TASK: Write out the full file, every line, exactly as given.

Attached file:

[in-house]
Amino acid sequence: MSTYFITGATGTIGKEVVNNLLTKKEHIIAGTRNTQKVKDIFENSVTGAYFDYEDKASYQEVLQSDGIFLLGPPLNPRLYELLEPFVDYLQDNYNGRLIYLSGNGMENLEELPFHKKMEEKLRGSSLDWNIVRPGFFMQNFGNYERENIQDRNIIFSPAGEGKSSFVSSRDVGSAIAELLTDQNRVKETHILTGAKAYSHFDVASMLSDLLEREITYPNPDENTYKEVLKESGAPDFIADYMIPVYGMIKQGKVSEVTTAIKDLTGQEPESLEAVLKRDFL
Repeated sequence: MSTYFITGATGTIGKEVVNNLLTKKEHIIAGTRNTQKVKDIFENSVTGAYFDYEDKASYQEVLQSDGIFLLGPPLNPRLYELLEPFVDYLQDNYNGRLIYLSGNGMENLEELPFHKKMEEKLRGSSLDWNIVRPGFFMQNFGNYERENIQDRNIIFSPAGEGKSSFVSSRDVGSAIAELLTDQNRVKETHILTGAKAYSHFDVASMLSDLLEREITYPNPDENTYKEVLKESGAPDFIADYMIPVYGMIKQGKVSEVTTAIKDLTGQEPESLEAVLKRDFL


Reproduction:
[in-house]
Amino acid sequence: MSTYFITGATGTIGKEVVNNLLTKKEHIIAGTRNTQKVKDIFENSVTGAYFDYEDKASYQEVLQSDGIFLLGPPLNPRLYELLEPFVDYLQDNYNGRLIYLSGNGMENLEELPFHKKMEEKLRGSSLDWNIVRPGFFMQNFGNYERENIQDRNIIFSPAGEGKSSFVSSRDVGSAIAELLTDQNRVKETHILTGAKAYSHFDVASMLSDLLEREITYPNPDENTYKEVLKESGAPDFIADYMIPVYGMIKQGKVSEVTTAIKDLTGQEPESLEAVLKRDFL
Repeated sequence: MSTYFITGATGTIGKEVVNNLLTKKEHIIAGTRNTQKVKDIFENSVTGAYFDYEDKASYQEVLQSDGIFLLGPPLNPRLYELLEPFVDYLQDNYNGRLIYLSGNGMENLEELPFHKKMEEKLRGSSLDWNIVRPGFFMQNFGNYERENIQDRNIIFSPAGEGKSSFVSSRDVGSAIAELLTDQNRVKETHILTGAKAYSHFDVASMLSDLLEREITYPNPDENTYKEVLKESGAPDFIADYMIPVYGMIKQGKVSEVTTAIKDLTGQEPESLEAVLKRDFL